The road of darkness is the one which is followed in the centering prayer to which I referred at the beginning of this essay.  It will normally make use of a prayer word, preferably a single word, repeated or silently held in a kind of non-saying, with a frequency determined by the goal of leading one to silent presence at the Center.  Such a method has much in common with the central image of The Cloud of Unknowing, where the person praying is situated between the cloud of forgetting (of creatures) below, and the cloud of unknowing (of the Creator) above, with a simple presence of the heart.  Though the image is somewhat different, the prayer of centering has basically the same character.  A certain silence and a certain darkness is the modality of presence at the Center.  God is not overtly addressed or listened to or felt.  And the same is true of the reality of creation.  If, for example, I have entered into this exercise after worrying about a friend who is sick, or recalling an experience of childhood for which I am grateful, or focusing on a facet of contemporary life which is part of my apostolic concern, what is here characteristic is that I let them go.  I do not think of them or image them in any way.  If, especially out of anxiety, they emerge in overt presence, I am quietly aware of this fact, but then, just as quietly, let go of them again.  The wonder and paradox is that they thus become, if anything, more deeply present to me, because they have been “lost” in the meeting of my center with the Center, who likewise, in this form of prayer, is not objectively attended to.  This is, perhaps, all that needs to be said and can be said by way of describing this first, and perhaps most fruitful, way of journeying to the Center.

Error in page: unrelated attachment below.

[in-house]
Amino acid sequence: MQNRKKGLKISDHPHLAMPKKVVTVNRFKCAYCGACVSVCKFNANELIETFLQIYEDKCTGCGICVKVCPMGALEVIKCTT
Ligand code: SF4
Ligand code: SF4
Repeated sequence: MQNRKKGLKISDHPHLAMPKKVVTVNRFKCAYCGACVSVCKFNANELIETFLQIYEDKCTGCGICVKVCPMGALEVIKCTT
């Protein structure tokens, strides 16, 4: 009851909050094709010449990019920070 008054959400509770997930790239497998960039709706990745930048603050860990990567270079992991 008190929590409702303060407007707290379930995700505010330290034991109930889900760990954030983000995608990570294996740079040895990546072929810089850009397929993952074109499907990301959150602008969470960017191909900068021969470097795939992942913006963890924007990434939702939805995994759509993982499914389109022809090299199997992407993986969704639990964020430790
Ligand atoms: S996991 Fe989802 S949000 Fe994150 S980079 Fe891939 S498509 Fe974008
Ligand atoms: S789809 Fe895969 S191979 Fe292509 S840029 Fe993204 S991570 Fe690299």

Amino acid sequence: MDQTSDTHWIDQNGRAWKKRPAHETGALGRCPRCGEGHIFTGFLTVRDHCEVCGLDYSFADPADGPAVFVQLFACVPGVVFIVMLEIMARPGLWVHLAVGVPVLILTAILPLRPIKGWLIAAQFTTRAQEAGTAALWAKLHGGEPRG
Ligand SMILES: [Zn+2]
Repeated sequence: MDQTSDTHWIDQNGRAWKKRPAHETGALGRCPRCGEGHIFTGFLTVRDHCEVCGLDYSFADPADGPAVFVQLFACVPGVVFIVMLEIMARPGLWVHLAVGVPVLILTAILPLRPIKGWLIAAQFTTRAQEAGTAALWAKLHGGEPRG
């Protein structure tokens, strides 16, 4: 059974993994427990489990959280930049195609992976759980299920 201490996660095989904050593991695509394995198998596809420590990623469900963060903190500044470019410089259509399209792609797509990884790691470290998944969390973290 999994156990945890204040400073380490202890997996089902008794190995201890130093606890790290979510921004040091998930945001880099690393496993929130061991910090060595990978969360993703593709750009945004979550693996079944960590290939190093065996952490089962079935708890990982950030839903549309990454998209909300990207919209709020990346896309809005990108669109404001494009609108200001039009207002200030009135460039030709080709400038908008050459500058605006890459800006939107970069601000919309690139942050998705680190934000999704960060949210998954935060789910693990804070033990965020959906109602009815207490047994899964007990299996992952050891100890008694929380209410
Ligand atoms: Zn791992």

One final word may indicate how there is question here not just of particular exercises of prayer carried out at specified moments, in the interstices of life, as it were.  The traditional distinction of formal and virtual (or habitual) prayer is operative here.  The hope is that special practices of centering will foster facility, and that a quality may emerge and grow, by which each experience of each day takes place at the Center.  We have all met persons for whom this seems to be true to a marvelous degree.  And we have met, in prayer, Jesus Christ, through whom we have come to know that this is the modality of existence eternally shared by Father, Son, and Spirit.  The insight of the tradition that any place can be a center is founded, ultimately, on the conviction of faith that the Center who imaged us forth is both everywhere and nowhere.